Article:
Téa Obreht tells stories like a Balkan Scheherazade. In her spectacular debut novel, The Tiger’s Wife, the Belgrade-born, New York-based writer spins a tale of such marvel and magic in a literary voice so enchanting that the mesmerized reader wants her never to stop. Obreht’s narrator is Natalia — a young doctor from an unnamed war-cracked country much like the author’s own former Yugoslavia — who is delivering supplies to an orphanage when she learns that her adored grandfather has died. As Natalia unravels the mysteries surrounding his death, remembered stories either by or about her grandfather and other family members spill out, anchoring her in tradition and lore even as she tries to live in her fractured modern land. Tigers figure brightly in the plot; so does a ”deathless man” of legend whose immortality is explained with just the right blend of ghost story and Eastern European metaphor.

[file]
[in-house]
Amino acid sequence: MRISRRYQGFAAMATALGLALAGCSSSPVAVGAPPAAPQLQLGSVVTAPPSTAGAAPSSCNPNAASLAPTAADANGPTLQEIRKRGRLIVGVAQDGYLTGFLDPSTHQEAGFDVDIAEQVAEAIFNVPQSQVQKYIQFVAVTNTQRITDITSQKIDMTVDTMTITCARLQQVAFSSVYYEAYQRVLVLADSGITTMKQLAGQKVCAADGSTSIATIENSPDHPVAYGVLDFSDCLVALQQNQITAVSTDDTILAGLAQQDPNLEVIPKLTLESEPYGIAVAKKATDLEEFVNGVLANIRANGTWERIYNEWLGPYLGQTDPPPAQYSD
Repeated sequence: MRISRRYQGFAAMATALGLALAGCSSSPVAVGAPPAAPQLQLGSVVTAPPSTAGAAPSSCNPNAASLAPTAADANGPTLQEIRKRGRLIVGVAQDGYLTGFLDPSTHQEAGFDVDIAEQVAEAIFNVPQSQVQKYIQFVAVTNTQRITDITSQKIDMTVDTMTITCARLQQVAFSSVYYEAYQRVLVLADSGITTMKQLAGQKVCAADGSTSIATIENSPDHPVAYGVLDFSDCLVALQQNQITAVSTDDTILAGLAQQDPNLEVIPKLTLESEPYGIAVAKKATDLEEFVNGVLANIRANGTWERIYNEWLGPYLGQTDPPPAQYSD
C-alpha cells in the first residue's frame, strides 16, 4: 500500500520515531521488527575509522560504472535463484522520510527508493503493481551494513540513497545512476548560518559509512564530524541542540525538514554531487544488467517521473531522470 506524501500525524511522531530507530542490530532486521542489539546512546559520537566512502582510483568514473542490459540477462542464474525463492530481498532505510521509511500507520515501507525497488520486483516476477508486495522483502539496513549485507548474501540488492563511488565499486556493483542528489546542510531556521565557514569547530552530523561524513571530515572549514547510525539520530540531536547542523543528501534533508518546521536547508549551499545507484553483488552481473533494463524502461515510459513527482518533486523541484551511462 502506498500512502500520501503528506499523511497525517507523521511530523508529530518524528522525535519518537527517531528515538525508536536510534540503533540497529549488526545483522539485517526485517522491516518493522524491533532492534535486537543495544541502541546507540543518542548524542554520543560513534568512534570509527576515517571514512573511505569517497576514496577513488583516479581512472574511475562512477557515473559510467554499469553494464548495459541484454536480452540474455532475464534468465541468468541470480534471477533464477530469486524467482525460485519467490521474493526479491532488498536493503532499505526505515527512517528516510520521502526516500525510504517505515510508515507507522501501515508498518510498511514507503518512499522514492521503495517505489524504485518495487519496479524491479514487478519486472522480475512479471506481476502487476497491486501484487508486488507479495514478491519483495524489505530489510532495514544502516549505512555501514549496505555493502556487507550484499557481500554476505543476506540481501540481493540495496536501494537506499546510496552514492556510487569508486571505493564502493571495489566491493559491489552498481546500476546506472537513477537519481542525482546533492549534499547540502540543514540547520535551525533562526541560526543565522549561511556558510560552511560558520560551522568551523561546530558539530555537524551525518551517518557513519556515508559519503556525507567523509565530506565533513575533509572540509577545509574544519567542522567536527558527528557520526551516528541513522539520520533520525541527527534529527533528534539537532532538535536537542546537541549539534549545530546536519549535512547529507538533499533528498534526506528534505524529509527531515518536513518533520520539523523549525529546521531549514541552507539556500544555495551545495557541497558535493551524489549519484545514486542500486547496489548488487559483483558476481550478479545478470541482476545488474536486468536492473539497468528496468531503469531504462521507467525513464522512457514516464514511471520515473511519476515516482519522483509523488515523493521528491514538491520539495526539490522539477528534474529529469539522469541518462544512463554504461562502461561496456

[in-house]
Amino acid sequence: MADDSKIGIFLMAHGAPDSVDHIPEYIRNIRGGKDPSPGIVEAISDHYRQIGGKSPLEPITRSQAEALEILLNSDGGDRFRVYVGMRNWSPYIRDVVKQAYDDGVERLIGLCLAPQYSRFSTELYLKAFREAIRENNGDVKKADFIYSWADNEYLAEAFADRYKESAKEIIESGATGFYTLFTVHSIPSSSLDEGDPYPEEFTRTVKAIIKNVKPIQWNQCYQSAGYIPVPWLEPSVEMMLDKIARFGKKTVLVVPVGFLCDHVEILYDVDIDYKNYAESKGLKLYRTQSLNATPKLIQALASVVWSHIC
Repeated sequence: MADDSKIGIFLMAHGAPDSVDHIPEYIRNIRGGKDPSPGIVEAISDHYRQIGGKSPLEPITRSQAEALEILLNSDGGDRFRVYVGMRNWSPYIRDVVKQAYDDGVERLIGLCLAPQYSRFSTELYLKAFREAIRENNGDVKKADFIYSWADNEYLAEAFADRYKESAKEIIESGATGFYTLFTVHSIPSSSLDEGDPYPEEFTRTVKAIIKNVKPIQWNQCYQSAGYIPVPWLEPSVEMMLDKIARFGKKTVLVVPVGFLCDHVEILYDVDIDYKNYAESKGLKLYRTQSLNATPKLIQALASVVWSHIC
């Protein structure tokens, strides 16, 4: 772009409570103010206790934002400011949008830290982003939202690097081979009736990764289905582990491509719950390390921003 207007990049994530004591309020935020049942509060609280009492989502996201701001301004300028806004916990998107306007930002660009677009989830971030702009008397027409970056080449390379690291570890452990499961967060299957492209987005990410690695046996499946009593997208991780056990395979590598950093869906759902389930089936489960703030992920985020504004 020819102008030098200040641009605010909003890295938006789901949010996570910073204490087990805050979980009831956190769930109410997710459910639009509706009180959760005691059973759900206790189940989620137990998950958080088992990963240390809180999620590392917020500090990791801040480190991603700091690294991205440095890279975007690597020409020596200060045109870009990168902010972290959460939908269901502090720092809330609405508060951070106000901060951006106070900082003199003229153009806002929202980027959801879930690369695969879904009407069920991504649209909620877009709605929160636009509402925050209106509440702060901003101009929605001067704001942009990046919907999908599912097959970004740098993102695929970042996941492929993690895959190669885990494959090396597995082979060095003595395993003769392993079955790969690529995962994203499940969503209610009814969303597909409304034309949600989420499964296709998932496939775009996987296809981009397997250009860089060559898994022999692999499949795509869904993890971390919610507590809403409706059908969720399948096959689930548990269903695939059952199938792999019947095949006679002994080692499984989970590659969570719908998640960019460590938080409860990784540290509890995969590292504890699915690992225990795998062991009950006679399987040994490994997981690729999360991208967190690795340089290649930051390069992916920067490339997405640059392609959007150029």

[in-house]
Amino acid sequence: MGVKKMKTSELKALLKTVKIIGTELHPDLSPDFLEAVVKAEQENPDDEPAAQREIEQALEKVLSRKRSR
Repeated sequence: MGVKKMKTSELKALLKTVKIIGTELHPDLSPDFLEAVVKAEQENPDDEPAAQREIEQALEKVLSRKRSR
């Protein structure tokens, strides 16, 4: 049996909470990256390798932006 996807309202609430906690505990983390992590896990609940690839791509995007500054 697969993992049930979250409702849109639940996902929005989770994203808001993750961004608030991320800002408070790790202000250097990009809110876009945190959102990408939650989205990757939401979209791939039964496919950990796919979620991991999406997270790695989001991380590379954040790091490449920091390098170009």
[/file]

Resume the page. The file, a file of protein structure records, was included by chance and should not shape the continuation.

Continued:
At 25, Obreht is joltingly young to have found such a clear, wise voice, moored by the faintly droll storytelling style of her heritage and set free by her own tremendous talent. She made headlines last year as the youngest on The New Yorker‘s list of the 20 best fiction writers under 40. With The Tiger’s Wife, Obreht will make headlines as one of the most exciting new writers of her generation, a young artist with the maturity and grace that comes of knowing where one is from, and of honoring those who came before. A